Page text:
The President of Kiribati has played down the chances of his country striking a treaty with Australia similar to the landmark pact which Anthony Albanese signed late last week with Tuvalu’s Prime Minister Kausea Natano.

The Falepili Union — inked by Albanese and Natano at the end of the Pacific Islands Forum leaders meeting in Rarotonga — will open a new pathway to Australian residency for Tuvalu’s citizens threatened by rising seas, while giving Australia effective veto power over any new security agreements struck by the Pacific island nation.

Kiribati’s President Taneti Maamau told the ABC the agreement would help Australia “look after” Tuvalu’s development needs, and potentially its security needs as well.

“It’s an important initiative for Australia to take, and I congratulate Australia on taking it,” he said.

There had already been speculation that Kiribati and Nauru — two other low lying Pacific countries which don’t already have comparable agreements with other countries — might strike similar agreements with Australia in the future.

Foreign Minister Penny Wong left the door ajar to that possibility while speaking on Insiders, suggesting the Falepili Union could serve as a model.

“That’s a matter for those nations but I think what this does signal is how we are prepared to approach our membership of the Pacific family,” she said.

But Maamau struck a non-committal tone when the ABC asked him if he’d be open to a similar pact with Australia.

“Maybe, but we have our own strategies and our own initiatives. Australia hasn’t approached us on that,” he told the ABC.

“I think we have our own way of doing things.”

Australia’s ties with Kiribati have been strained in recent years.

The Micronesian nation has drifted much closer to China since switching diplomatic recognition from Taiwan to Beijing in 2019, and went through a period of diplomatic isolation after it split from the Pacific Islands Forum, before returning this year.

Australian officials were also concerned by Maamau’s crackdown on the judiciary, including his attempts to deport Australian judge David Lambourne.

But earlier this year Senator Wong travelled to Kiribati and struck a major new development and security co-operation pact with Maamau, in a move which seems to have helped shore up Australia’s diplomatic position.

Australia and Tuvalu’s joint announcement last week took many countries by shock, with Albanese only briefing Pacific leaders hours earlier, during the Pacific Islands Forum retreat on Aitutaki.

So far, the public response from other Pacific nations has been positive, with Cook Islands Prime Minister Mark Brown and Solomon Islands foreign minister Jeremiah Manele both publicly backing the pact. New Zealand and the United States have also expressed support.

Taiwan’s vice-foreign minister Tien Chung-Kwang went further, suggesting that Australia could well strike further agreements with other Pacific nations.

“I cannot predict, however, I think Australia now is taking charge on that issue (and) Tuvalu will be the first one,” Tien told the ABC.

“I believe given (its) leadership in this region, Australia will do something similar in other countries. We’d welcome that.”

Natano again hailed the significance of the agreement in an interview with the ABC the day after the signing ceremony, saying he wanted to “give his citizens confidence” they would have a safe harbour as climate change escalates.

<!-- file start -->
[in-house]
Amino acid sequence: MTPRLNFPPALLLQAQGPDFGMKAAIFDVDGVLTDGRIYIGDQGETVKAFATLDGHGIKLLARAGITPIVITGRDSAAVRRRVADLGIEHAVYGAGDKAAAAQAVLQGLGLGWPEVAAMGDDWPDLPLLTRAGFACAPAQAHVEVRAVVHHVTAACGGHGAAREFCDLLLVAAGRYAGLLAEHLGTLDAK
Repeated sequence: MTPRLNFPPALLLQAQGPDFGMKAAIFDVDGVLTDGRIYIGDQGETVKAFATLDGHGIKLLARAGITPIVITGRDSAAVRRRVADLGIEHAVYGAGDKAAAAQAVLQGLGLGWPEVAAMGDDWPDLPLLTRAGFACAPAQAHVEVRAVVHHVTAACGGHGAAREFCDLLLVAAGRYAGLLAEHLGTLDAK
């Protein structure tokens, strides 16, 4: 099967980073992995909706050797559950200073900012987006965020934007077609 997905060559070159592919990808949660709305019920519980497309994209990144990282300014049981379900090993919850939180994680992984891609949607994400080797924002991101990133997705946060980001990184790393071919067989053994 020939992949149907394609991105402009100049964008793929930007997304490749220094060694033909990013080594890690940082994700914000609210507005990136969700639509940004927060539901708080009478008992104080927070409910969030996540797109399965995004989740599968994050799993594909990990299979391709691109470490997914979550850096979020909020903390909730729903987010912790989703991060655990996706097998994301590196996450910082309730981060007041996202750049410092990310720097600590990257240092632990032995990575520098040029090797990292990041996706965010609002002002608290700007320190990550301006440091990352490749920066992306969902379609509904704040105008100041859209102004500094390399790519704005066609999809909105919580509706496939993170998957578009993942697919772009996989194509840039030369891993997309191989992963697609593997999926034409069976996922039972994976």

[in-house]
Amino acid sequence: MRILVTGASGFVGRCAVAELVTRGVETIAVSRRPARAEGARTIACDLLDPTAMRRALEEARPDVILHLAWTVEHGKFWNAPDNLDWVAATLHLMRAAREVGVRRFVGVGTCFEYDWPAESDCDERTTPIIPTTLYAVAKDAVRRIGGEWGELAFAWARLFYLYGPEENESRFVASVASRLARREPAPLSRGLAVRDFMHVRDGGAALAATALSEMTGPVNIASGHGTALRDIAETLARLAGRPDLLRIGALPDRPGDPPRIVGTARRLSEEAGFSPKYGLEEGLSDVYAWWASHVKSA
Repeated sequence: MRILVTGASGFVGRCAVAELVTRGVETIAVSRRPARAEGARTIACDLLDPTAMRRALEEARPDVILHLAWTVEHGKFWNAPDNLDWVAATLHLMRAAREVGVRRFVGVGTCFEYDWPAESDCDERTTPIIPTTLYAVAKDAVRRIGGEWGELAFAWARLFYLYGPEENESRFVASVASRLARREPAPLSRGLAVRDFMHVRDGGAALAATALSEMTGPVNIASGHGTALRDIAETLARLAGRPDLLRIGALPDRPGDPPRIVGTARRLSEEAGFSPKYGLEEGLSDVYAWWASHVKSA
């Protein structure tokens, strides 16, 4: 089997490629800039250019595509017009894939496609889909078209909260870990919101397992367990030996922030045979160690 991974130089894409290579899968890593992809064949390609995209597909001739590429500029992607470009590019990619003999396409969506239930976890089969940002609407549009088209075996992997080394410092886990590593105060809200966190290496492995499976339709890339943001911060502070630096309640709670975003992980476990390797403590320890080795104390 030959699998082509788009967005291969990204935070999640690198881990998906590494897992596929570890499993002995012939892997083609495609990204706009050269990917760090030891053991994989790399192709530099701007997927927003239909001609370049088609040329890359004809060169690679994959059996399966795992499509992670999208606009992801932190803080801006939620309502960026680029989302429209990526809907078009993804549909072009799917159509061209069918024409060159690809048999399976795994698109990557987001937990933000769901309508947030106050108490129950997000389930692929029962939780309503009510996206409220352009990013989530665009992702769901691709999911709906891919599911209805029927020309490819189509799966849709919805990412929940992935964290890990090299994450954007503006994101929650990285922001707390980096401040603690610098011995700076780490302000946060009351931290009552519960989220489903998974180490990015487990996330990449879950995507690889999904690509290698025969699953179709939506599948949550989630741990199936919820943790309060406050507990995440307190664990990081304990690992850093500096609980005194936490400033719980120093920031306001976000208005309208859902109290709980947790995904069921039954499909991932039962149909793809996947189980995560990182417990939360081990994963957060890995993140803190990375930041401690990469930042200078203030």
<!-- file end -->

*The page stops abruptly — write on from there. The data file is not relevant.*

“Anyone who wishes to seek greener pasture or safety out of the impact of climate change, we have prepared a platform for them,” he said.

He also said he’d use Tuvalu’s close ties with Australia under the new agreement to press for more urgent action on climate change.

“I think it’s our duty and our obligation as leaders of the Pacific to work with Australia and pressure them to reduce the gas emissions, because we cannot just ignore what is happening,” he said.

But in a separate interview, the prime minister seemed to send mixed messages about the security elements in the agreement.

Under the treaty, Australia will help Tuvalu build up its defences to rising sea levels, as well as offering a new residency pathway for its citizens, and promising to respond to help Tuvalu with natural disasters and military aggression on request.

In return, the treaty says Tuvalu will have to get Australia’s agreement before it strikes a deal with any other countries on any security or defence matters.

Albanese said that the treaty would “formalise Australia as Tuvalu’s partner of choice going forward”.

But Natano told TVNZ on Saturday that he might strike a similar agreement with New Zealand, saying that he could use the “same model” with Wellington.

The Tuvalu Prime Minister also seemed to play down Tuvalu’s treaty obligation to get Australia’s consent for new security agreements, saying that the pact only required his country to “first” approach Australia on military issues.

“They (Australia) are the first ones to receive our request, but we don’t have to ask their permission, it’s up to us,” he said.

The ABC has approached Natano to seek clarity on his comments.

Meanwhile, the UN Special Envoy on Climate Mobility, Carlos Alvarado Quesada, has praised the agreement, while stressing it did not detract from the urgency of cutting carbon emissions to prevent catastrophic sea level rise.

“We congratulate both the leaders of Tuvalu and Australia for this treaty because it’s recognising your current situation and the need to have options for people, to protect people’s rights all across the region,” he said.

“But… we should continue all efforts necessary to phase down the usage of fossil fuels, because that’s actually the existential threat that the Pacific Islands are facing.”

“The first right to protect, is the right to stay,” he said.